London School of Economics researchers have found that women are twice as likely to snoop on their man’s digital habits than the other way around. The Daily Telegraph reports that:

14% of wives spy on their husband’s e-mails
13% read his texts
10% check his Web-surfing history

An Aussie survey found that one in three cellphone users are text-message snoops, with most of them doing it while their partner was in the shower!
And 73% of Aussie wives who checked their husband’s texts found out things they wish they hadn’t. Only goes to show once again, that there’s really nothing new under the sun (Eccl. 7:21).

But as CNN’s Netiquette column notes, sometimes the e-espionage is accidental:

You grab your girlfriend’s phone to check the time — and bam, there’s a text from her ex-boyfriend. You crack open your daughter’s laptop to show her a Flickr album — kapow, there’s her friends-only Blogspot in fully accessible glory. You surf to Gmail the day after your friend used your computer, and hello, friend’s inbox.

So if you want to snoop, have snooped, or wish you hadn’t snooped, what now? Netiquette proposes three rules to keep our consciences clear and and our relationships healthy:

1. Don’t click on anything
The second you make a move to read the rest of the text or scroll to see more of the illicit e-mail, you’ve gone from the snooping equivalent of manslaughter to murder.

2. Figure out why you want to snoop.
Everyone’s favorite cat-killer (curiosity, that is) is a powerful force, but for most of us it’s not potent enough to compromise our personal moral codes. So if you’re just dying to check a certain relation’s browsing history or e-mails or texts, there are likely some real-life red flags that are bugging you….So man up and ask him or her about it.

3. Know when to call yourself out
What’s making you feel all squirmy? Are you bothered by the fact that you saw something that wasn’t meant for you, or by the content of what you saw? ….Take a deep breath, and reveal exactly what you were doing (grabbing her phone to find Tommy’s number, as requested), exactly what you saw (Was that a MySpace shot of a dude with his shirt off?!), and exactly how it’s making you feel.

I would add two more recommendations. First, install Covenant Eyes and make your husband or wife (a parent, friend, or pastor if unmarried) your accountability partner for your browsing habits. Second, have an open access policy with all digital devices. That means that your wife or husband can use all your digital devices at any time, that he/she has passwords to all your accounts for Twitter, Facebook, email, etc., and that you encourage regular checking. That’s not snooping. That’s Biblical wisdom.

  • What time is it

    “install Covenant Eyes” – a technology professional looked at CE and this is his review: like it would be pretty easy to get a false sense of security from it.

  • Luke Gilkerson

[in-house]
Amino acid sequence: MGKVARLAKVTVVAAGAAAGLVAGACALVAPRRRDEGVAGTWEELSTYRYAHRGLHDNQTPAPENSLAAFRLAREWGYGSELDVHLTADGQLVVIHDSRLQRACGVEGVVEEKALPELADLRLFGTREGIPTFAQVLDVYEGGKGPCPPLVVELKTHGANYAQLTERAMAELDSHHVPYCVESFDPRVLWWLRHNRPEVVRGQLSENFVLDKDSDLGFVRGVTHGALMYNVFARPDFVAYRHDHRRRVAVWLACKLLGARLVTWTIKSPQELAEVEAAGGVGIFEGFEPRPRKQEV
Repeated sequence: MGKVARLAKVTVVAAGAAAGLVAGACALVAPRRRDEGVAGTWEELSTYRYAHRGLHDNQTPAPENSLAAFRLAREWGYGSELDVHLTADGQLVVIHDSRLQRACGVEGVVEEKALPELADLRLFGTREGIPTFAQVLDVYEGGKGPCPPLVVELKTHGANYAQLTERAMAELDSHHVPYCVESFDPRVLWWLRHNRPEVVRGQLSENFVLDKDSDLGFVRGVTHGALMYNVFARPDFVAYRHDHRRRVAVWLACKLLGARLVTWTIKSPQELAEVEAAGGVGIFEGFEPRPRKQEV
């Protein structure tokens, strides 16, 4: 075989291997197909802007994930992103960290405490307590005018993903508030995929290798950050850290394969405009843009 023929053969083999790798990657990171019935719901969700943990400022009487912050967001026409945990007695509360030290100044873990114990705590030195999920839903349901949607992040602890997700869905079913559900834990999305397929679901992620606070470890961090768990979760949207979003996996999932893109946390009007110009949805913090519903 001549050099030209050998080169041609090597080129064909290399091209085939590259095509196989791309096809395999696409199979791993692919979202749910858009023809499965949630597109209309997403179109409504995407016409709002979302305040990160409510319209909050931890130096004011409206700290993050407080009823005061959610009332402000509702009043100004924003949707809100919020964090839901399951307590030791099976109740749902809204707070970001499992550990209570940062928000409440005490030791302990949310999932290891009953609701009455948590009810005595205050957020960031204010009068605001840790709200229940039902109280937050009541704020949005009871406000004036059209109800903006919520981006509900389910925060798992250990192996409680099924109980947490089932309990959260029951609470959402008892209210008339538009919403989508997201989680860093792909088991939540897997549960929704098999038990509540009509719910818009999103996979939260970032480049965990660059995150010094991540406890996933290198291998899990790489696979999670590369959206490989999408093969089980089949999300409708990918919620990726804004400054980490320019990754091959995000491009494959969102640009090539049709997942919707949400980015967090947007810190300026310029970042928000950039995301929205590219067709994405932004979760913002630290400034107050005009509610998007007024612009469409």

Hey David, great post! It was really nice meeting you today as well.I have a few comments about Scott’s review of Covenant Eyes.1. Scott’s circumvention method would likely work for any filtering or monitoring program out there. If Covenant Eyes is providing only a false sense of security, then nearly the entire Internet security market is doing the same. Perhaps that is Scott’s point, but it’s hard to tell. For years Covenant Eyes has worked hard to prevent simpler and more widely used circumvention methods, and it has been successful.2. Technology is only as good as the people who use it properly. If the thousands of testimonies of Covenant Eyes users and accountability partners are any indication, using Covenant Eyes is often seen as an extension of honest friendships and relationships. Covenant Eyes Accountability allows people to choose openness and honesty about where they go and what they do online. Could someone establish a pretense of honesty in order to secretly indulge their desires online? Of course. But with enough technical savvy, they could do this with any software product. Someone can also walk down to the local convenience store and buy pornography. They could go to the local library and surf for whatever they want.Many, many Covenant Eyes users have discovered how something as simple as Internet accountability at home or at work has helped to train their minds to think differently about how they use the Web. Clearly, Covenant Eyes isn’t for someone like Scott (as he admits), but why assume it is worthless for everyone else?3. I appreciate honest reviews of a product, but Scott’s review borders on irresponsible. To clearly detail a circumvention method only places temptations before the hundreds of thousands of people who have discovered a system that works well for them. There are plenty of ways to publish a review without this kind of specificity.4. The fear of the collection of personal information is not based on any knowledge of Covenant Eyes or its business practices, but assumptions. Covenant Eyes does not log keystrokes. Covenant Eyes does not capture and record text on the page itself. The only bits of information the Covenant Eyes Report gathers are URLs and page titles, which means if a secure site is used, all the Report gathers is a long, cryptic Web address. Furthermore, there are plenty of other software options that also look at and collect information about Web addresses (anti-virus, built-in parental controls, and even operating systems themselves can do this). Lastly, it is important to remember that all information is stored on the Covenant Eyes servers for 30 days. After that, not even Covenant Eyes can recover it.